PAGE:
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Why Bernie Sanders matters, even if he can't win

Sanders has a distinct advantage: He showed up. And in a year when few are willing to challenge Clinton, that could be enough to make him an important force.

Sen. Bernie Sanders didn’t want to run for president. Or least he says he didn’t. But after months of waiting for a better candidate to step up and challenge Hillary Clinton from the left, Sanders believes the responsibility fell to him. 

The Vermont senator’s presidential run, made official at a press conference in Washington, D.C. Thursday, will test the maxim that 90% of success is just showing up.

A white, 73-year-old self-described socialist is not exactly an ideal candidate for the Democratic nomination in 2016 – in no small part because he’s still not even a Democrat.

But if the saying is true, Sanders has a distinct advantage – he showed up. And in a year when few are willing to challenge Clinton, that could be enough to make Sanders an important force in determining the future of the Democratic Party, even if he has almost no chance of winning. 

While Sanders says he’s in this race to win it, he would be the first to admit he’s not exactly a model candidate. “You are looking at a guy who, indisputably, has the most unusual political history of anybody in the United States Congress,” he told reporters while announcing his run Thursday. 

The son of Brooklyn paint salesman who moved to Vermont after graduating from the University of Chicago in 1964, Sanders won his first election as mayor of Burlington by just 10 votes. 

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Sanders won that first race, and every one since, by co-opting existing networks of radical activists, faith groups, college students, low-wage workers, and others. “Coalition politics,” he calls it. And that’s how he hopes to make an unlikely stand for the highest office in the land in Iowa and New Hampshire, where he’s spent plenty of time in recent months. 

It’s a long shot, to say the least.

Former Secretary of State Clinton holds an unprecedented lead in every poll, will dramatically out-fundraise all opponents, already has dozens of veteran operatives on staff, and – most importantly, according to political scientists – has secured the endorsement of most of the party’s leaders.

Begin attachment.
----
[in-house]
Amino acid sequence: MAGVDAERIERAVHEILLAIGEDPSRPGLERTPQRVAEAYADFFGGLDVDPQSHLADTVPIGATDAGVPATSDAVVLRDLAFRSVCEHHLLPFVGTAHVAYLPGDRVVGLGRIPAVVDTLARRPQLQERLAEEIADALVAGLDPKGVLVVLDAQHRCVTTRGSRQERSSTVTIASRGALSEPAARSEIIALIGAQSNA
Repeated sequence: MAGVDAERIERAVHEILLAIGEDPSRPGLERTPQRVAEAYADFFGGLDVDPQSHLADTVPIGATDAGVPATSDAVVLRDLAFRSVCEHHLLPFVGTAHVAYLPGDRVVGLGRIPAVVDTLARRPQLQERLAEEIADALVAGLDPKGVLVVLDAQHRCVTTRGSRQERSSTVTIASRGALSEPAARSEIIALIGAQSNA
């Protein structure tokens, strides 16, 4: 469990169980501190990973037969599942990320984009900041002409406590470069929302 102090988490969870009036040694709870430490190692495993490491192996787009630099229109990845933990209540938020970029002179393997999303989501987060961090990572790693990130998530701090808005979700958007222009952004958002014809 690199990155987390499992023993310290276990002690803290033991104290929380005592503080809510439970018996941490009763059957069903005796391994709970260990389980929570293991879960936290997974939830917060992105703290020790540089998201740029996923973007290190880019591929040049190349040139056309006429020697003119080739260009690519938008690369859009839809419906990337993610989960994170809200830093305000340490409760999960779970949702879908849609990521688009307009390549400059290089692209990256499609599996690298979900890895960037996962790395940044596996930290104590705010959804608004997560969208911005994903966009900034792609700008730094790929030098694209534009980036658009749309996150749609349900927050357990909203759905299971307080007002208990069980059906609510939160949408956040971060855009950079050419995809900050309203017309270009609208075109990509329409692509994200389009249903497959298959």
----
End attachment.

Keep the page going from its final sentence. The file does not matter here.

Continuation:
But as NBC’s Perry Bacon notes, while Sanders is unlikely to win, his ideas might. His presence in the race will mean more discussion of progressive priorities like financial reform, Social Security expansion, and debt-free college.

“He’ll give an interesting perspective, so he’ll liven things up.”'

It’s part of the reason he plans to run as a Democrat instead of an Independent – to get on a debate stage with Clinton. Democratic National Committee Chair Debbie Wasserman Schultz, a longtime Clinton ally, said Thursday that Sanders “has clearly demonstrated his commitment to the values we all share as members of the Democratic Party.”

Meanwhile, Sanders will likely also have to compete with the younger and more polished Martin O’Malley, the former Maryland governor, who is also seriously eyeing a run to Clinton’s left. 

And there’s also former Sen. Jim Webb. At the same time Sanders announce his candidacy at the Capitol, the former Marine held his own event two miles down Constitution Avenue at the Vietnam Veterans Memorial to mark the 40th anniversary of the fall of Saigon. “He’ll give an interesting perspective, so he’ll liven things up,” Webb told a small group of reporters of Sanders.

RELATED: Bernie Sanders: 'I am running for president of the United States'

But instead trying to run against Clinton or anyone else, Sanders will likely keep to his own lane. He has proudly never run a negative political ad and chafes at journalists’ attempts to get him to comment on the former secretary of state.  

When the sometimes-grouchy Sanders does knock Clinton, it often seems more out of exasperation at reporters’ persistent questioning than anything Clinton did. “I’m known as a blunt guy, not a warm and fuzzy guy, but really a nice guy after all,” he said at Howard University this week. 

On the stump, Sanders tends to give the same gloomy speech about how the billionaire class is hell-bent on destroying America and there’s little we can do to stop it. “My wife often tells me that after I speak, we have to pass out the anti-suicide kits. So I’m trying to be more hopeful,” he said at the Brookings Institution in February.